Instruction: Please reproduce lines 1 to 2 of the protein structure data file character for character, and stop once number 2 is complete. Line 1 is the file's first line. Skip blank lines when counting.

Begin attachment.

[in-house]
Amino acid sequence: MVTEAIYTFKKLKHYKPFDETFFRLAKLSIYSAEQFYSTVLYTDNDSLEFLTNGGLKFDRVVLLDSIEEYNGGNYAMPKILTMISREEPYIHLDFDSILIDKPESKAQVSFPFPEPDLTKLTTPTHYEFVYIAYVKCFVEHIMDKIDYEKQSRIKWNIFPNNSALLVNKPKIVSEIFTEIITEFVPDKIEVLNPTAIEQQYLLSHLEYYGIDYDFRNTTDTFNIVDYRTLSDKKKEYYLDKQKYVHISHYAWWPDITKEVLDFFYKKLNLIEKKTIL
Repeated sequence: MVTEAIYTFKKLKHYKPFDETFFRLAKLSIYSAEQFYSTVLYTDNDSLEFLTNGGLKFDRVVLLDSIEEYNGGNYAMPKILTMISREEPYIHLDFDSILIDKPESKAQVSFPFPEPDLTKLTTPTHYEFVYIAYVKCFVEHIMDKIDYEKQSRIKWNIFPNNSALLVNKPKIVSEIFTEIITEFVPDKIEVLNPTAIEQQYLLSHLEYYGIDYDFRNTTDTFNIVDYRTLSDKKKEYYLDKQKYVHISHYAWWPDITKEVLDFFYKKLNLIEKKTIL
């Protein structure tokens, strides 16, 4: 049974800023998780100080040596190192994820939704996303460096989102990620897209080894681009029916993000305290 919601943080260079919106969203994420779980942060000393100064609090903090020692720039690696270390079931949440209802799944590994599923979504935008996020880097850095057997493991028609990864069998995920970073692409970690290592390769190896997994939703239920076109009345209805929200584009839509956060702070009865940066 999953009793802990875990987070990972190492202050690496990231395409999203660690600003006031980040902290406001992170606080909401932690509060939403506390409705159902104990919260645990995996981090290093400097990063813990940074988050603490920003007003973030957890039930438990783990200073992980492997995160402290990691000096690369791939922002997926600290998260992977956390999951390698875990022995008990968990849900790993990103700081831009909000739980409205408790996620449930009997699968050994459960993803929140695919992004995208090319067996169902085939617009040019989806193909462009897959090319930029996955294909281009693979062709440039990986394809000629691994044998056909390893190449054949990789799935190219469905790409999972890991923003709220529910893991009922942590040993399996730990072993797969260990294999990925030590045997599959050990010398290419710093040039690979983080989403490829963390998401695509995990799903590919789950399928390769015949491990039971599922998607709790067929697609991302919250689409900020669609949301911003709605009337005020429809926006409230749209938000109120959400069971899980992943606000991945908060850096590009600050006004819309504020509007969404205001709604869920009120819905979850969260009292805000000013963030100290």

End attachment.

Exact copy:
[in-house]
Amino acid sequence: MVTEAIYTFKKLKHYKPFDETFFRLAKLSIYSAEQFYSTVLYTDNDSLEFLTNGGLKFDRVVLLDSIEEYNGGNYAMPKILTMISREEPYIHLDFDSILIDKPESKAQVSFPFPEPDLTKLTTPTHYEFVYIAYVKCFVEHIMDKIDYEKQSRIKWNIFPNNSALLVNKPKIVSEIFTEIITEFVPDKIEVLNPTAIEQQYLLSHLEYYGIDYDFRNTTDTFNIVDYRTLSDKKKEYYLDKQKYVHISHYAWWPDITKEVLDFFYKKLNLIEKKTIL